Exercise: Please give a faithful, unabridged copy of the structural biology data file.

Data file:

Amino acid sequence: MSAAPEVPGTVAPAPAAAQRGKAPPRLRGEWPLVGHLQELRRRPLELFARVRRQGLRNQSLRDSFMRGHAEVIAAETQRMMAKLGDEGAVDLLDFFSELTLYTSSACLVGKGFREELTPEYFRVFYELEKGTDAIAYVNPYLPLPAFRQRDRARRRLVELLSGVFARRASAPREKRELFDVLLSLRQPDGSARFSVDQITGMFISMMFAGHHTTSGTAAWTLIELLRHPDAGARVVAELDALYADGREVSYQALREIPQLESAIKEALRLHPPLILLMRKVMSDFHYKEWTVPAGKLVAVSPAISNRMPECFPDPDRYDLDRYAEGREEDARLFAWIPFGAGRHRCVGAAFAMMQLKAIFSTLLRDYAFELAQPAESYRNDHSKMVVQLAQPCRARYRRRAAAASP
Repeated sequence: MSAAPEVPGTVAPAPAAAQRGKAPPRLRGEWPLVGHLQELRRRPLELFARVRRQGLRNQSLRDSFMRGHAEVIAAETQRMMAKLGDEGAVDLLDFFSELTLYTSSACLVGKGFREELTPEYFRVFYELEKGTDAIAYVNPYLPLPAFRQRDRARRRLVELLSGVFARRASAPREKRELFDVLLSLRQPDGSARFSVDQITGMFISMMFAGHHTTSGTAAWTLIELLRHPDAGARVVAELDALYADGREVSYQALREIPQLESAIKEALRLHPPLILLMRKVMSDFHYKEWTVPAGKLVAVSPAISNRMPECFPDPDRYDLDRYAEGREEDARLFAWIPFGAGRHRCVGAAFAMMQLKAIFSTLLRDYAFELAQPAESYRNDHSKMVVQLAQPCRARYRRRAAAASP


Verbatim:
Amino acid sequence: MSAAPEVPGTVAPAPAAAQRGKAPPRLRGEWPLVGHLQELRRRPLELFARVRRQGLRNQSLRDSFMRGHAEVIAAETQRMMAKLGDEGAVDLLDFFSELTLYTSSACLVGKGFREELTPEYFRVFYELEKGTDAIAYVNPYLPLPAFRQRDRARRRLVELLSGVFARRASAPREKRELFDVLLSLRQPDGSARFSVDQITGMFISMMFAGHHTTSGTAAWTLIELLRHPDAGARVVAELDALYADGREVSYQALREIPQLESAIKEALRLHPPLILLMRKVMSDFHYKEWTVPAGKLVAVSPAISNRMPECFPDPDRYDLDRYAEGREEDARLFAWIPFGAGRHRCVGAAFAMMQLKAIFSTLLRDYAFELAQPAESYRNDHSKMVVQLAQPCRARYRRRAAAASP
Repeated sequence: MSAAPEVPGTVAPAPAAAQRGKAPPRLRGEWPLVGHLQELRRRPLELFARVRRQGLRNQSLRDSFMRGHAEVIAAETQRMMAKLGDEGAVDLLDFFSELTLYTSSACLVGKGFREELTPEYFRVFYELEKGTDAIAYVNPYLPLPAFRQRDRARRRLVELLSGVFARRASAPREKRELFDVLLSLRQPDGSARFSVDQITGMFISMMFAGHHTTSGTAAWTLIELLRHPDAGARVVAELDALYADGREVSYQALREIPQLESAIKEALRLHPPLILLMRKVMSDFHYKEWTVPAGKLVAVSPAISNRMPECFPDPDRYDLDRYAEGREEDARLFAWIPFGAGRHRCVGAAFAMMQLKAIFSTLLRDYAFELAQPAESYRNDHSKMVVQLAQPCRARYRRRAAAASP